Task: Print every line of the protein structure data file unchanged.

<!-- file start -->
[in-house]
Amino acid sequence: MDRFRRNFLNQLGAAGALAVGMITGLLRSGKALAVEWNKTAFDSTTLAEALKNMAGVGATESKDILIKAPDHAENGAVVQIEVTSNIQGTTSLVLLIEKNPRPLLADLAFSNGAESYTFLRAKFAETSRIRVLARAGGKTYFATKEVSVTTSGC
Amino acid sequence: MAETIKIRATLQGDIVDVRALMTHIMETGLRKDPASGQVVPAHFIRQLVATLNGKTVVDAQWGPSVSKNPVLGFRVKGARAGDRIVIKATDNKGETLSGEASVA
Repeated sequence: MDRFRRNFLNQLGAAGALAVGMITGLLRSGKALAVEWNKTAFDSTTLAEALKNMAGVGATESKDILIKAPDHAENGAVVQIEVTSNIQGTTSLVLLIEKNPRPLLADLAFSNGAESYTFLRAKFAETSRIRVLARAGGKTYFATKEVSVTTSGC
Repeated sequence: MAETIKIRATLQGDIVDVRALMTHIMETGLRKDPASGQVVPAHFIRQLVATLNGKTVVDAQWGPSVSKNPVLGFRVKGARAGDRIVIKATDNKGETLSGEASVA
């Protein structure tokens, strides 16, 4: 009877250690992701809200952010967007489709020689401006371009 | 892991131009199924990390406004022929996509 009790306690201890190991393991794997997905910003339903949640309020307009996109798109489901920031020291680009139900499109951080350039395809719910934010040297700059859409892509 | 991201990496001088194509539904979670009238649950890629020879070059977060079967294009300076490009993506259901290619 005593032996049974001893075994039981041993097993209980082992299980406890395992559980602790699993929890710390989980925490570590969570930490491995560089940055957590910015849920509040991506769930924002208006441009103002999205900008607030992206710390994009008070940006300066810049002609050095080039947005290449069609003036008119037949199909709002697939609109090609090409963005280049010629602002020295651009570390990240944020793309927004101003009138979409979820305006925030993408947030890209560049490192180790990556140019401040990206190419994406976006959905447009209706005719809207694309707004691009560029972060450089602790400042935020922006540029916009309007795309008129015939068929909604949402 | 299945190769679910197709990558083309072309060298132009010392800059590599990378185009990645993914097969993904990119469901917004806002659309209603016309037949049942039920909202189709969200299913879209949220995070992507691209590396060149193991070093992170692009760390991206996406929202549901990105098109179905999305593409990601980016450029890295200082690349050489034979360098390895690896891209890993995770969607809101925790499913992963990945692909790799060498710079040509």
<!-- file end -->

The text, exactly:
[in-house]
Amino acid sequence: MDRFRRNFLNQLGAAGALAVGMITGLLRSGKALAVEWNKTAFDSTTLAEALKNMAGVGATESKDILIKAPDHAENGAVVQIEVTSNIQGTTSLVLLIEKNPRPLLADLAFSNGAESYTFLRAKFAETSRIRVLARAGGKTYFATKEVSVTTSGC
Amino acid sequence: MAETIKIRATLQGDIVDVRALMTHIMETGLRKDPASGQVVPAHFIRQLVATLNGKTVVDAQWGPSVSKNPVLGFRVKGARAGDRIVIKATDNKGETLSGEASVA
Repeated sequence: MDRFRRNFLNQLGAAGALAVGMITGLLRSGKALAVEWNKTAFDSTTLAEALKNMAGVGATESKDILIKAPDHAENGAVVQIEVTSNIQGTTSLVLLIEKNPRPLLADLAFSNGAESYTFLRAKFAETSRIRVLARAGGKTYFATKEVSVTTSGC
Repeated sequence: MAETIKIRATLQGDIVDVRALMTHIMETGLRKDPASGQVVPAHFIRQLVATLNGKTVVDAQWGPSVSKNPVLGFRVKGARAGDRIVIKATDNKGETLSGEASVA
């Protein structure tokens, strides 16, 4: 009877250690992701809200952010967007489709020689401006371009 | 892991131009199924990390406004022929996509 009790306690201890190991393991794997997905910003339903949640309020307009996109798109489901920031020291680009139900499109951080350039395809719910934010040297700059859409892509 | 991201990496001088194509539904979670009238649950890629020879070059977060079967294009300076490009993506259901290619 005593032996049974001893075994039981041993097993209980082992299980406890395992559980602790699993929890710390989980925490570590969570930490491995560089940055957590910015849920509040991506769930924002208006441009103002999205900008607030992206710390994009008070940006300066810049002609050095080039947005290449069609003036008119037949199909709002697939609109090609090409963005280049010629602002020295651009570390990240944020793309927004101003009138979409979820305006925030993408947030890209560049490192180790990556140019401040990206190419994406976006959905447009209706005719809207694309707004691009560029972060450089602790400042935020922006540029916009309007795309008129015939068929909604949402 | 299945190769679910197709990558083309072309060298132009010392800059590599990378185009990645993914097969993904990119469901917004806002659309209603016309037949049942039920909202189709969200299913879209949220995070992507691209590396060149193991070093992170692009760390991206996406929202549901990105098109179905999305593409990601980016450029890295200082690349050489034979360098390895690896891209890993995770969607809101925790499913992963990945692909790799060498710079040509």